The holidays are the giving season for charitable organizations, and if you are like us, your mailbox is overflowing with requests. We split up our charitable giving among causes that are close to us and ones that do good in the world at large.
One of the challenges we have is weighing the relative impact our dollars can have on causes that are distant and complex. There is no shortage of places that need help in the world, so where to focus?
A few years ago, the Danish government funded an effort to attempt to prioritize the goals within the United Nations 22 ‘core issue’ areas. They had a group of over 80 subject matter experts and economists – among them Nobel Laureates – under the name ‘Copenhagen Consensus’ to prioritize where $$$ can make the biggest difference in the world. They have done cost/benefit analyses of dozens of different targets on the UN’s development agenda:
LINK – https://www.copenhagenconsensus.com/sites/default/files/post2015brochure_m.pdf
Some of their findings are very interesting. Free trade across borders costs very little for countries to mutually adopt, but have enormous returns to raise people from poverty. Access to family planning, improving healthcare, expanding immunizations, and addressing malnutrition also pay huge returns. The impact of mnstrengthening energy efficiency, slowing climate change, and providing universal broadband coverage are relatively low.
The authors of the analysis are honest in acknowledging issues to which there aren’t good solutions. That doesn’t mean these aren’t worthwhile issues to solve, but that new ideas or science is needed before they should be prioritized above issues that have good, affordable solutions readily available. In their issue papers, they definitely ‘show their work’ in examining problems, costs, and effectiveness.
The last few years, we’ve used the Copenhagen Consensus rankings to help direct some of our holiday charitable giving to organizations that best address some of the world’s biggest issues. If you are facing the same questions, please give their website a look.
Have A Great Week!
5 thoughts on “Holiday Charitable Giving – Where To Focus?”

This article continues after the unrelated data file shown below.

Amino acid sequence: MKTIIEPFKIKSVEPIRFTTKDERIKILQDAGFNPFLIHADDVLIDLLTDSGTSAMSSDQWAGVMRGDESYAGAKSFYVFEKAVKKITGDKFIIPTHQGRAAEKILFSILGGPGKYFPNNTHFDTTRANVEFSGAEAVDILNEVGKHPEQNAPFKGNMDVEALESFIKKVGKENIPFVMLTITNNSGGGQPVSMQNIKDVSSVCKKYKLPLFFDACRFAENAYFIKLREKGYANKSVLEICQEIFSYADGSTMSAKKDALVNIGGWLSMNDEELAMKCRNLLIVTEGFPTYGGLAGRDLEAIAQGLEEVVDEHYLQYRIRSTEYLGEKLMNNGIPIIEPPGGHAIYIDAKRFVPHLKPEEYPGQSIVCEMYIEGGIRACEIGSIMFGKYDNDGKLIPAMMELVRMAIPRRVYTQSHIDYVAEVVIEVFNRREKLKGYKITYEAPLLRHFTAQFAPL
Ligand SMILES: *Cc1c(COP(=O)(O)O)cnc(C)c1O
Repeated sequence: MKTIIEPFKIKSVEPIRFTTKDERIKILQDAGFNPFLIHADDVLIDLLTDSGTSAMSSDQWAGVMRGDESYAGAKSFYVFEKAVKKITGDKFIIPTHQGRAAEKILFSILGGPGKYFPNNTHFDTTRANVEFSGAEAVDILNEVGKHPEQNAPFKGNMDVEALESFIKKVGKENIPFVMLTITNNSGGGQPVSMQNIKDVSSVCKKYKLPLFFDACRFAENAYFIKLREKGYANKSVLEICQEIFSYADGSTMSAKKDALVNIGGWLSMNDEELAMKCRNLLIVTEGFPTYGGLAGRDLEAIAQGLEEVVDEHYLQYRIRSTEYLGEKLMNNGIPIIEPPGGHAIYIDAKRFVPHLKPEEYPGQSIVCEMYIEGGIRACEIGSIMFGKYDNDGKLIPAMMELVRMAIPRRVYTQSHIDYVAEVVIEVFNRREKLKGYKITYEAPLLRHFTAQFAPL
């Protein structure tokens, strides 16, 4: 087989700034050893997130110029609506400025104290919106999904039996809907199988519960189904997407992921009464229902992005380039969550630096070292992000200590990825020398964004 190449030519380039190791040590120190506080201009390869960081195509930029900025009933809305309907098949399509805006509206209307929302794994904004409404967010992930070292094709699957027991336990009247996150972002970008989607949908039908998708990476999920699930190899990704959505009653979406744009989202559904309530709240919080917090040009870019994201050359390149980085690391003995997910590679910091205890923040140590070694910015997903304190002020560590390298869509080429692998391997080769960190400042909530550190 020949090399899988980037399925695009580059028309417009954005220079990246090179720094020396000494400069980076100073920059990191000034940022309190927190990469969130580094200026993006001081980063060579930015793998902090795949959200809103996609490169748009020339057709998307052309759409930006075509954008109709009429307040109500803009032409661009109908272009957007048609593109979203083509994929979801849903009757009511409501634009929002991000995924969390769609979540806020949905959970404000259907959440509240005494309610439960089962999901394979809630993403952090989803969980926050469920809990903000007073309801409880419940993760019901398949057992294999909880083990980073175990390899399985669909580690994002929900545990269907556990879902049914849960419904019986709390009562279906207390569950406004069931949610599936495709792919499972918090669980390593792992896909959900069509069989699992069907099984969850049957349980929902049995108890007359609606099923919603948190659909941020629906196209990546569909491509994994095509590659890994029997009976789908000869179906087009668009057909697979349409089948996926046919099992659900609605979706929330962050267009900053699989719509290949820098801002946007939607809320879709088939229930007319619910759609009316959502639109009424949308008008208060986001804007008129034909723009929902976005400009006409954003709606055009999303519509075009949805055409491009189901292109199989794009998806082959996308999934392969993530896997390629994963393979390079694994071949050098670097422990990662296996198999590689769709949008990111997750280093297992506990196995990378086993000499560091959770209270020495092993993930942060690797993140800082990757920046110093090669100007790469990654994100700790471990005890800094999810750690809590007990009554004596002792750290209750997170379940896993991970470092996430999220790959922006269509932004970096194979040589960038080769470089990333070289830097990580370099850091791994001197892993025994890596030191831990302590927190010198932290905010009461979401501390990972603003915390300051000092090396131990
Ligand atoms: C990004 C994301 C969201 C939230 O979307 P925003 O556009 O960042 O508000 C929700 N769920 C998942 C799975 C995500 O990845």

Hard to donate any amount to any cause without at least a passing thought of exactly how it will be used, charity efficiency, etc. This helps. Thanks.
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Yeah – We’ve been using a Charity Navigator 4-star organization that targets malnourishment, immunizations, and education. Great to have all of this information available to us.
Good post on giving back. Making sure the money is making a difference and being able to maximize the benefits is a worth while exercise.
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I hadn’t heard of the Post-2015 Consensus before your article, so the web site was an interesting read. One thing that I think is important to note, however, is that this is a primarily economic view of costs and benefits, i.e. how much ROI is achieved get for each dollar spent. What’s never clear to me (and I couldn’t find info on their site) is how they measure the social benefit of each dollar returned — after all, we’re not trying to maximize financial return with our charitable giving, we’re trying to maximize impact, whether that’s to people’s lives, the environment, etc. A dollar that goes into the pocket of a wealthy corporation (where perhaps some number of cents “trickle down” to workers and the poor) is very different than a dollar that directly provides immunizations, healthcare, business opportunity, etc. to those who need it.
For example, it’s clear that free trade is, by orders of magnitude, their #1 priority in terms of ROI — perhaps not a surprising conclusion coming from a consortium made up of economists. But who benefits most from free trade — the working class or investors (or a corrupt political class, as exists in many developing countries)? Certainly you can’t argue that every dollar returned by investments in free trade benefits those we traditionally intend to help via charitable giving.
Don’t get me wrong, I’m not arguing against free trade or questioning their ROI calculations — I certainly don’t have the credentials to do so. But, as a mathematician, I DO understand that if you want to maximize an outcome, you have to clearly define how that outcome is measured, and I’m not sure a dollar-based ROI calculation is the right measure. (Again — I’m not offering a solution, simply a bit of a critique.)
When we look for charitable causes, we look for ones where there is direct impact to those who need it and, where possible, provide sustainable solutions to the underlying problems (most preferably by helping the beneficiaries help themselves, e.g. education, micro-lending, agriculture, …).
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Good thoughts. My understanding is that the approach the problem on a economic ROI because that is consistent way to measure value across goals. In what I’ve read, they use frameworks similar to insurance models to ‘value’ the saving of human lives/health and improvements in economic productivity/safety. I’m not sure how you could effectively use time, health, or happiness or another alternative as an objective measure of value?
With respect to free trade, I would say I think it is clear the working class by far benefits the most from free trade. Over a billion people have been lifted from abject poverty over the last decade, largely by free market reforms in Communist China, as they opened their economy up. At no time in human history have we seen such prosperity created so quickly. Of course not every $ benefits only struggling families, but the alternative is a closed economy that benefits the (relatively) few friends of government.